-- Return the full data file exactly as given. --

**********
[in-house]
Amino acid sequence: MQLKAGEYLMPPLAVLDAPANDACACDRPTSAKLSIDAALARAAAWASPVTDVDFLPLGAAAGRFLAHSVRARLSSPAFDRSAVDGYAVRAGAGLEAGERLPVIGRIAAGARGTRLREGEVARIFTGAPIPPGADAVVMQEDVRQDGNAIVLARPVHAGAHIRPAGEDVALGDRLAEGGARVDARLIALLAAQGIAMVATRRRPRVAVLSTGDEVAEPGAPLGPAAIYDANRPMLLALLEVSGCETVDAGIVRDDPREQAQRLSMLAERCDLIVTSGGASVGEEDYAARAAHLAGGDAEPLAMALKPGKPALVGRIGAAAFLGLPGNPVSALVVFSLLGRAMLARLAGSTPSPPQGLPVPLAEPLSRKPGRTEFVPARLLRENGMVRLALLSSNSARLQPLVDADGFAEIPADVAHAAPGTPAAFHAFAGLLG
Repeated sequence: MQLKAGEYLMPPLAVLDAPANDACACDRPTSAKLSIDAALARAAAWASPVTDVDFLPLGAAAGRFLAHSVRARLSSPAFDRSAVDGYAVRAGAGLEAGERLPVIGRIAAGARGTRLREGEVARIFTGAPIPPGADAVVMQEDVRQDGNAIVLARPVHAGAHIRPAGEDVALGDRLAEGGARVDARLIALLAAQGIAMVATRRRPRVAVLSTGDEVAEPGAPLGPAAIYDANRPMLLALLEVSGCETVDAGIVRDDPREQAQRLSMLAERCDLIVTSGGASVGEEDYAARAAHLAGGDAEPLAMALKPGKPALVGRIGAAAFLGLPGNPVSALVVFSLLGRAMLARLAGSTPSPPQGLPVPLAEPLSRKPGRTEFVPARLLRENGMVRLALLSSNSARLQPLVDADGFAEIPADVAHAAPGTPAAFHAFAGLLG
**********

[in-house]
Amino acid sequence: MQLKAGEYLMPPLAVLDAPANDACACDRPTSAKLSIDAALARAAAWASPVTDVDFLPLGAAAGRFLAHSVRARLSSPAFDRSAVDGYAVRAGAGLEAGERLPVIGRIAAGARGTRLREGEVARIFTGAPIPPGADAVVMQEDVRQDGNAIVLARPVHAGAHIRPAGEDVALGDRLAEGGARVDARLIALLAAQGIAMVATRRRPRVAVLSTGDEVAEPGAPLGPAAIYDANRPMLLALLEVSGCETVDAGIVRDDPREQAQRLSMLAERCDLIVTSGGASVGEEDYAARAAHLAGGDAEPLAMALKPGKPALVGRIGAAAFLGLPGNPVSALVVFSLLGRAMLARLAGSTPSPPQGLPVPLAEPLSRKPGRTEFVPARLLRENGMVRLALLSSNSARLQPLVDADGFAEIPADVAHAAPGTPAAFHAFAGLLG
Repeated sequence: MQLKAGEYLMPPLAVLDAPANDACACDRPTSAKLSIDAALARAAAWASPVTDVDFLPLGAAAGRFLAHSVRARLSSPAFDRSAVDGYAVRAGAGLEAGERLPVIGRIAAGARGTRLREGEVARIFTGAPIPPGADAVVMQEDVRQDGNAIVLARPVHAGAHIRPAGEDVALGDRLAEGGARVDARLIALLAAQGIAMVATRRRPRVAVLSTGDEVAEPGAPLGPAAIYDANRPMLLALLEVSGCETVDAGIVRDDPREQAQRLSMLAERCDLIVTSGGASVGEEDYAARAAHLAGGDAEPLAMALKPGKPALVGRIGAAAFLGLPGNPVSALVVFSLLGRAMLARLAGSTPSPPQGLPVPLAEPLSRKPGRTEFVPARLLRENGMVRLALLSSNSARLQPLVDADGFAEIPADVAHAAPGTPAAFHAFAGLLG